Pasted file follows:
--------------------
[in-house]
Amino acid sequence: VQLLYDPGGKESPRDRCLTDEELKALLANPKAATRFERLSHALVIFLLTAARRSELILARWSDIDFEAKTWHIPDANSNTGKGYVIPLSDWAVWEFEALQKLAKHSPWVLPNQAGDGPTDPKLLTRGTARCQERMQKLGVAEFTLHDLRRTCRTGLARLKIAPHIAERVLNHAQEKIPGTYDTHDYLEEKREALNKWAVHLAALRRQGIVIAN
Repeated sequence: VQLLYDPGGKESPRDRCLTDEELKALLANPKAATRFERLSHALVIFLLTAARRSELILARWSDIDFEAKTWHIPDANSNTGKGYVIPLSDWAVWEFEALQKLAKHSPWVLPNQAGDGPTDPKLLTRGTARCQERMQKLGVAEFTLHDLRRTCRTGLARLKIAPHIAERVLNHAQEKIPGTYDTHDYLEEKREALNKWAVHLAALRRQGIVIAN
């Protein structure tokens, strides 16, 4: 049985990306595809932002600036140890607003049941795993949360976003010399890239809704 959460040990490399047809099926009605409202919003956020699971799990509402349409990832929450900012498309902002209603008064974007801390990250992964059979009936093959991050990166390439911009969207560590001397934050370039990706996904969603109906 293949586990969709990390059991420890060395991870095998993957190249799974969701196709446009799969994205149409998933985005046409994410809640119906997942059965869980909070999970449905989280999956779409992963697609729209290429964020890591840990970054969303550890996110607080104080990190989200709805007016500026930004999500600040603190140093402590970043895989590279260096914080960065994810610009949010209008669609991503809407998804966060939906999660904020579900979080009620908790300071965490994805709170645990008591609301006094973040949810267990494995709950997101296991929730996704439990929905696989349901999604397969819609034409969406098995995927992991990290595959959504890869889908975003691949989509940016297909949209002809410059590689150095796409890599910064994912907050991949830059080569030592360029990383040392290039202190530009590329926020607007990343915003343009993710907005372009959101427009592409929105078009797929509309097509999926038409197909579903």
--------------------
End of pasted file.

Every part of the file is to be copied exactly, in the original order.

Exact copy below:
[in-house]
Amino acid sequence: VQLLYDPGGKESPRDRCLTDEELKALLANPKAATRFERLSHALVIFLLTAARRSELILARWSDIDFEAKTWHIPDANSNTGKGYVIPLSDWAVWEFEALQKLAKHSPWVLPNQAGDGPTDPKLLTRGTARCQERMQKLGVAEFTLHDLRRTCRTGLARLKIAPHIAERVLNHAQEKIPGTYDTHDYLEEKREALNKWAVHLAALRRQGIVIAN
Repeated sequence: VQLLYDPGGKESPRDRCLTDEELKALLANPKAATRFERLSHALVIFLLTAARRSELILARWSDIDFEAKTWHIPDANSNTGKGYVIPLSDWAVWEFEALQKLAKHSPWVLPNQAGDGPTDPKLLTRGTARCQERMQKLGVAEFTLHDLRRTCRTGLARLKIAPHIAERVLNHAQEKIPGTYDTHDYLEEKREALNKWAVHLAALRRQGIVIAN
């Protein structure tokens, strides 16, 4: 049985990306595809932002600036140890607003049941795993949360976003010399890239809704 959460040990490399047809099926009605409202919003956020699971799990509402349409990832929450900012498309902002209603008064974007801390990250992964059979009936093959991050990166390439911009969207560590001397934050370039990706996904969603109906 293949586990969709990390059991420890060395991870095998993957190249799974969701196709446009799969994205149409998933985005046409994410809640119906997942059965869980909070999970449905989280999956779409992963697609729209290429964020890591840990970054969303550890996110607080104080990190989200709805007016500026930004999500600040603190140093402590970043895989590279260096914080960065994810610009949010209008669609991503809407998804966060939906999660904020579900979080009620908790300071965490994805709170645990008591609301006094973040949810267990494995709950997101296991929730996704439990929905696989349901999604397969819609034409969406098995995927992991990290595959959504890869889908975003691949989509940016297909949209002809410059590689150095796409890599910064994912907050991949830059080569030592360029990383040392290039202190530009590329926020607007990343915003343009993710907005372009959101427009592409929105078009797929509309097509999926038409197909579903």